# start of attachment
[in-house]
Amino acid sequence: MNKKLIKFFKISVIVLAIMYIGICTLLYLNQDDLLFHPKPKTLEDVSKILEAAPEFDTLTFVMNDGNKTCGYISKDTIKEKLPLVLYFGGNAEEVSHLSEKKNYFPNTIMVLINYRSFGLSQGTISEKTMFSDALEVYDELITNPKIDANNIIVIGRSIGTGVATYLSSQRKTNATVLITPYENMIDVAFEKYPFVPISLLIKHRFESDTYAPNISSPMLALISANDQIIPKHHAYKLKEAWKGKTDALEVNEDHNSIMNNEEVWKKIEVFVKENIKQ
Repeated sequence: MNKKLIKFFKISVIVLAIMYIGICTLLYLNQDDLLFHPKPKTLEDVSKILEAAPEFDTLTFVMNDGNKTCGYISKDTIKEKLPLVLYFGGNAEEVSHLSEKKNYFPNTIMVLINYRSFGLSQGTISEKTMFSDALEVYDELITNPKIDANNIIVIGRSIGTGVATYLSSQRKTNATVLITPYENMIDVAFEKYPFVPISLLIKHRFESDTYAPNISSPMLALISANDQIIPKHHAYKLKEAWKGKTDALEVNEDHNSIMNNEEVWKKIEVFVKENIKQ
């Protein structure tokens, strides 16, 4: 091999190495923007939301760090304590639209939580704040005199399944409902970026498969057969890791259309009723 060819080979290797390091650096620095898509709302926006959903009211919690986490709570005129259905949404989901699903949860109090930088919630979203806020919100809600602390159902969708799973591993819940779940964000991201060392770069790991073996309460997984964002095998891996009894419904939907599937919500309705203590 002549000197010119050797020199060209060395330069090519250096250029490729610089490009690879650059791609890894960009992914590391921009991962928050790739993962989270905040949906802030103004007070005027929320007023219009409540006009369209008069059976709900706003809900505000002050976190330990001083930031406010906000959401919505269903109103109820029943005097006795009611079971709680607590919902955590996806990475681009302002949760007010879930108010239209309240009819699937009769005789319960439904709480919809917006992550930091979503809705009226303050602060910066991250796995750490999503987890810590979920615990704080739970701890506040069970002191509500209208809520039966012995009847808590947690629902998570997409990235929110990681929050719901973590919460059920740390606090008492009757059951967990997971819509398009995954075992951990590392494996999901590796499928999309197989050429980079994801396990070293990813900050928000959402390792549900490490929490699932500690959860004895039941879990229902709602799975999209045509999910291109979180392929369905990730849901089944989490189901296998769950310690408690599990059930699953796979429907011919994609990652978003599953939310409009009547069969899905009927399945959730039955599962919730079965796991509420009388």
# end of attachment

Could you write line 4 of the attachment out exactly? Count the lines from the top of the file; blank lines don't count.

């Protein structure tokens, strides 16, 4: 091999190495923007939301760090304590639209939580704040005199399944409902970026498969057969890791259309009723 060819080979290797390091650096620095898509709302926006959903009211919690986490709570005129259905949404989901699903949860109090930088919630979203806020919100809600602390159902969708799973591993819940779940964000991201060392770069790991073996309460997984964002095998891996009894419904939907599937919500309705203590 002549000197010119050797020199060209060395330069090519250096250029490729610089490009690879650059791609890894960009992914590391921009991962928050790739993962989270905040949906802030103004007070005027929320007023219009409540006009369209008069059976709900706003809900505000002050976190330990001083930031406010906000959401919505269903109103109820029943005097006795009611079971709680607590919902955590996806990475681009302002949760007010879930108010239209309240009819699937009769005789319960439904709480919809917006992550930091979503809705009226303050602060910066991250796995750490999503987890810590979920615990704080739970701890506040069970002191509500209208809520039966012995009847808590947690629902998570997409990235929110990681929050719901973590919460059920740390606090008492009757059951967990997971819509398009995954075992951990590392494996999901590796499928999309197989050429980079994801396990070293990813900050928000959402390792549900490490929490699932500690959860004895039941879990229902709602799975999209045509999910291109979180392929369905990730849901089944989490189901296998769950310690408690599990059930699953796979429907011919994609990652978003599953939310409009009547069969899905009927399945959730039955599962919730079965796991509420009388």